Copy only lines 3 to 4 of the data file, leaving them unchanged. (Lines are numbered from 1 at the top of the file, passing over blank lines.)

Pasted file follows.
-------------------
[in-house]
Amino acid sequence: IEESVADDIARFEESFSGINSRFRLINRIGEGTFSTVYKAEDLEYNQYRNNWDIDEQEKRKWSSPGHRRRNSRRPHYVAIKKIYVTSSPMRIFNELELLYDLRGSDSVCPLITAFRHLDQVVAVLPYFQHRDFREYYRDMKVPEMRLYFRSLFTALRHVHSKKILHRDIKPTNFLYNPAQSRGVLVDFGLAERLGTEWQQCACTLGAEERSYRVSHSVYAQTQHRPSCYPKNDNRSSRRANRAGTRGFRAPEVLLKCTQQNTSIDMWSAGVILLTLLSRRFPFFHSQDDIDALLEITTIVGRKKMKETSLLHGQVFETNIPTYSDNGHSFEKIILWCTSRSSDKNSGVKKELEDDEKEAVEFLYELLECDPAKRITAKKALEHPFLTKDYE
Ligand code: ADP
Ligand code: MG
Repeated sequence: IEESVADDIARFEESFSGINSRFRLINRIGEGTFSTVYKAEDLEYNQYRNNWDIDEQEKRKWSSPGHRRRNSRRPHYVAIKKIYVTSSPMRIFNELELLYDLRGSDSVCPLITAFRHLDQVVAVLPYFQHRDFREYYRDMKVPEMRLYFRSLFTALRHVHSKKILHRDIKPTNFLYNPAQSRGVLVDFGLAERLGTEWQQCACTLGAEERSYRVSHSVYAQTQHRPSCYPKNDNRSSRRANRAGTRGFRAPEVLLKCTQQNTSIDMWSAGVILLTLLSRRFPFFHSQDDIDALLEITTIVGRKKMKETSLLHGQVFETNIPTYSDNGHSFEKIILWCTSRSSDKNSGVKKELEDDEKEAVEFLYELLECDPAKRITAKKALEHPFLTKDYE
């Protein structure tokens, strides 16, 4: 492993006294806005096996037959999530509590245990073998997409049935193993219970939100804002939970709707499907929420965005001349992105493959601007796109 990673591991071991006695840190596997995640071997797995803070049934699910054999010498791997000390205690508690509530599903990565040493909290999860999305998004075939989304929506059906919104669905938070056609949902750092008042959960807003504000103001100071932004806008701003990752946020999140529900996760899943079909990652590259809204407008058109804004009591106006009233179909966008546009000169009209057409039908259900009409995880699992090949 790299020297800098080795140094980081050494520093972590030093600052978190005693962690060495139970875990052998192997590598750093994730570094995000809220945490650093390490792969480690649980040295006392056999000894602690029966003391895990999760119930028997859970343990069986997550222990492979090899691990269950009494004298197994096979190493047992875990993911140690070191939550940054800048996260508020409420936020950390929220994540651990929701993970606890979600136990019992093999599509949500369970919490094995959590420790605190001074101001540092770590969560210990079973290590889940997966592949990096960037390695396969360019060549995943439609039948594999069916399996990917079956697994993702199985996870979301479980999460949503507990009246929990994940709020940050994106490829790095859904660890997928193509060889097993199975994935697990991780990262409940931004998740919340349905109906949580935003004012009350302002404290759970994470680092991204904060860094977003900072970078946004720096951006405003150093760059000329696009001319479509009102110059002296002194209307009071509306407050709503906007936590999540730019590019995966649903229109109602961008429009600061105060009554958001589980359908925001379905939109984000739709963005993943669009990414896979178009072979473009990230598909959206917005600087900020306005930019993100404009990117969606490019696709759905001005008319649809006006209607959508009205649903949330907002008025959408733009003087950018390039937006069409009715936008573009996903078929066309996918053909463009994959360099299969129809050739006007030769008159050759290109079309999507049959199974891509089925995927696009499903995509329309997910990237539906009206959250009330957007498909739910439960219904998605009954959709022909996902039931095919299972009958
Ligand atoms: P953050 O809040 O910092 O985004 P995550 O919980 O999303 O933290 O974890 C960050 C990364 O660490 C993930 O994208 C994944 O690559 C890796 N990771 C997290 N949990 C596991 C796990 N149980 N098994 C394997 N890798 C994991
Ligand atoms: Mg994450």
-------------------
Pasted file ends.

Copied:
Ligand code: ADP
Ligand code: MG